Secret Cabaret was a magic-based television programme that ran for two series, of six episodes each, on Channel 4 in the UK during the early 1990s. It was conceived and fronted by British magician Simon Drake and was praised for giving a new and shocking twist to the presentation of illusions. In addition to various magicians the show featured sideshow acts and presentations by experts on fraud and confidence tricks, all interspersed with vintage archive footage of freak shows and daredevil stunts. It was nominated for a Royal Television Society Award.
Each programme revolved around a theatre-based show presented by Simon Drake and featuring illusions performed by him in various guises. The styling of the show was dark and mysterious with some elements that reflected goth subculture. One of the features that gained it attention were illusion segments performed by Drake in a guise that owed much to punk and heavy metal. These sections were often embellished with realistic looking blood and gore reminiscent of the infamous performances of Peruvian magician Richiardi Jr. A substantial part of the running time of the show was given over to guest performers and various filmed items, ranging from archive footage to close-up presentations or exposures of scams and swindles.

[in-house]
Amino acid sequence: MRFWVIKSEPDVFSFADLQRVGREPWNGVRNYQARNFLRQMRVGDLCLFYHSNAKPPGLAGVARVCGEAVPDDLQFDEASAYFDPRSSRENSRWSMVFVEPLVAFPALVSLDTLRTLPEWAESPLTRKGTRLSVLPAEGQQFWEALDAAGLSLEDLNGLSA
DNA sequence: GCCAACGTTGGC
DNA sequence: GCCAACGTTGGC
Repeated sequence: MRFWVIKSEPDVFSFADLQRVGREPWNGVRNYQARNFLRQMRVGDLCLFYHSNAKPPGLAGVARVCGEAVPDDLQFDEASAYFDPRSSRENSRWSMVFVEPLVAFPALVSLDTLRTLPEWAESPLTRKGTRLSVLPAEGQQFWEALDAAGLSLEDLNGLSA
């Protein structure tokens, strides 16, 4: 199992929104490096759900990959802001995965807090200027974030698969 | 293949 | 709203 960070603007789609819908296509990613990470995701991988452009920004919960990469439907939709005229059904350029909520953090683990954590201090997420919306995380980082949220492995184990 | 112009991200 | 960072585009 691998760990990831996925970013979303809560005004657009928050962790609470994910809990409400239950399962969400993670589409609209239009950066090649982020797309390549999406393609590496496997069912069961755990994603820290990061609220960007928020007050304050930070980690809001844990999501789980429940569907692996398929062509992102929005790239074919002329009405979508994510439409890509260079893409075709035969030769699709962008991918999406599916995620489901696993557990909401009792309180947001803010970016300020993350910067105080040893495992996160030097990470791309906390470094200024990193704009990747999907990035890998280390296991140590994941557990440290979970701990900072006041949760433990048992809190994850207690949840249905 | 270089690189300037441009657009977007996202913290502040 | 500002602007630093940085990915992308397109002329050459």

Simon Drake devised the series, saying: "On television in the UK then, were Wayne Dobson and Paul Daniels, but they didn’t appeal to me. I wanted to see something darker, more fast-paced and rock-and-roll, more sexy, more weird.”
The series was conceived by Drake and produced by the company Open Media. It had strong input from sleight-of-hand magician Ricky Jay, who made special appearances in each show and was credited as a writer. Also credited as a writer was poet and playwright Heathcote Williams. Noted illusion designer Jim Steinmeyer was credited as one of the producers.
Regular guests included magicians James Randi, Geno Munari, Max Maven and David Berglas and reformed fraudster turned security expert Frank Abagnale. This was a decade before Abagnale became world famous through the 2002 bio-pic Catch Me If You Can produced by Steven Spielberg.